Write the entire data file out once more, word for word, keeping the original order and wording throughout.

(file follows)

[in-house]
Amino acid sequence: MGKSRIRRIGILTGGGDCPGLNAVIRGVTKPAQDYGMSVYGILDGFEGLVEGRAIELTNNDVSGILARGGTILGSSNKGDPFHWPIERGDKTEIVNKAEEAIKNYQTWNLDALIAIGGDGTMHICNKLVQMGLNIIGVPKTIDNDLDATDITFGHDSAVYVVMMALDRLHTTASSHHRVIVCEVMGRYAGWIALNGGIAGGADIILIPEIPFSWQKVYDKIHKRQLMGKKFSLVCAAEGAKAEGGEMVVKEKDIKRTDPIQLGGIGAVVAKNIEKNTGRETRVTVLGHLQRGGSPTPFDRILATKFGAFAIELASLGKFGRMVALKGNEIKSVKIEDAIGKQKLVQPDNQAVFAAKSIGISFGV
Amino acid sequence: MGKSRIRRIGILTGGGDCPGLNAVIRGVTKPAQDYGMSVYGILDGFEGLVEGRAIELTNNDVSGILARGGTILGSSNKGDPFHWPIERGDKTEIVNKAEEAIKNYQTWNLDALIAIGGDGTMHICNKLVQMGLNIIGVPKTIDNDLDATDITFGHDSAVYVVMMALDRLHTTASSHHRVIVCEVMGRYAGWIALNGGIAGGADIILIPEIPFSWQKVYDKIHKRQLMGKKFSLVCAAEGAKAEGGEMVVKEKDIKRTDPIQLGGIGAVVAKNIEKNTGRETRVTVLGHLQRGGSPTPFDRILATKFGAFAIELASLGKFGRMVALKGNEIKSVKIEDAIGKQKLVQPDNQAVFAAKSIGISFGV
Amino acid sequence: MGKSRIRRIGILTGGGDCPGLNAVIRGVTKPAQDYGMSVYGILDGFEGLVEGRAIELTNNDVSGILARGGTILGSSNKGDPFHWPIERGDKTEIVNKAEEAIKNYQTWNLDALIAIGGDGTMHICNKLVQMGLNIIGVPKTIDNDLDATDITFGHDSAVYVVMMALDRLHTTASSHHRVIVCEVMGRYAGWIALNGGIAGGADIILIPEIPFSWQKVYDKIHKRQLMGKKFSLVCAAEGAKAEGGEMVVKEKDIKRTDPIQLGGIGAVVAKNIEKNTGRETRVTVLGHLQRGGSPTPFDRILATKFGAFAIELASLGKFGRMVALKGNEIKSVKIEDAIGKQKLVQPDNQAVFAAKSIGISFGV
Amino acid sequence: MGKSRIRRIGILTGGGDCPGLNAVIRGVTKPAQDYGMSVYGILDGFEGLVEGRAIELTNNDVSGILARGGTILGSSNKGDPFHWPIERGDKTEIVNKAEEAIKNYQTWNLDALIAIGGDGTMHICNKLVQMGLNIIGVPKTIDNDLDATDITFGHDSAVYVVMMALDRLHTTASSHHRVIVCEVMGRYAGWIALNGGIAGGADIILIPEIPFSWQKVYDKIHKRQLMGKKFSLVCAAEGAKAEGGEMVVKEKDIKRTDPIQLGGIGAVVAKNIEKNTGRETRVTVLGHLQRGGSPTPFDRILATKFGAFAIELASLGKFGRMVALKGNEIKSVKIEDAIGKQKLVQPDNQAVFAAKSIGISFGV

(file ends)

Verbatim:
[in-house]
Amino acid sequence: MGKSRIRRIGILTGGGDCPGLNAVIRGVTKPAQDYGMSVYGILDGFEGLVEGRAIELTNNDVSGILARGGTILGSSNKGDPFHWPIERGDKTEIVNKAEEAIKNYQTWNLDALIAIGGDGTMHICNKLVQMGLNIIGVPKTIDNDLDATDITFGHDSAVYVVMMALDRLHTTASSHHRVIVCEVMGRYAGWIALNGGIAGGADIILIPEIPFSWQKVYDKIHKRQLMGKKFSLVCAAEGAKAEGGEMVVKEKDIKRTDPIQLGGIGAVVAKNIEKNTGRETRVTVLGHLQRGGSPTPFDRILATKFGAFAIELASLGKFGRMVALKGNEIKSVKIEDAIGKQKLVQPDNQAVFAAKSIGISFGV
Amino acid sequence: MGKSRIRRIGILTGGGDCPGLNAVIRGVTKPAQDYGMSVYGILDGFEGLVEGRAIELTNNDVSGILARGGTILGSSNKGDPFHWPIERGDKTEIVNKAEEAIKNYQTWNLDALIAIGGDGTMHICNKLVQMGLNIIGVPKTIDNDLDATDITFGHDSAVYVVMMALDRLHTTASSHHRVIVCEVMGRYAGWIALNGGIAGGADIILIPEIPFSWQKVYDKIHKRQLMGKKFSLVCAAEGAKAEGGEMVVKEKDIKRTDPIQLGGIGAVVAKNIEKNTGRETRVTVLGHLQRGGSPTPFDRILATKFGAFAIELASLGKFGRMVALKGNEIKSVKIEDAIGKQKLVQPDNQAVFAAKSIGISFGV
Amino acid sequence: MGKSRIRRIGILTGGGDCPGLNAVIRGVTKPAQDYGMSVYGILDGFEGLVEGRAIELTNNDVSGILARGGTILGSSNKGDPFHWPIERGDKTEIVNKAEEAIKNYQTWNLDALIAIGGDGTMHICNKLVQMGLNIIGVPKTIDNDLDATDITFGHDSAVYVVMMALDRLHTTASSHHRVIVCEVMGRYAGWIALNGGIAGGADIILIPEIPFSWQKVYDKIHKRQLMGKKFSLVCAAEGAKAEGGEMVVKEKDIKRTDPIQLGGIGAVVAKNIEKNTGRETRVTVLGHLQRGGSPTPFDRILATKFGAFAIELASLGKFGRMVALKGNEIKSVKIEDAIGKQKLVQPDNQAVFAAKSIGISFGV
Amino acid sequence: MGKSRIRRIGILTGGGDCPGLNAVIRGVTKPAQDYGMSVYGILDGFEGLVEGRAIELTNNDVSGILARGGTILGSSNKGDPFHWPIERGDKTEIVNKAEEAIKNYQTWNLDALIAIGGDGTMHICNKLVQMGLNIIGVPKTIDNDLDATDITFGHDSAVYVVMMALDRLHTTASSHHRVIVCEVMGRYAGWIALNGGIAGGADIILIPEIPFSWQKVYDKIHKRQLMGKKFSLVCAAEGAKAEGGEMVVKEKDIKRTDPIQLGGIGAVVAKNIEKNTGRETRVTVLGHLQRGGSPTPFDRILATKFGAFAIELASLGKFGRMVALKGNEIKSVKIEDAIGKQKLVQPDNQAVFAAKSIGISFGV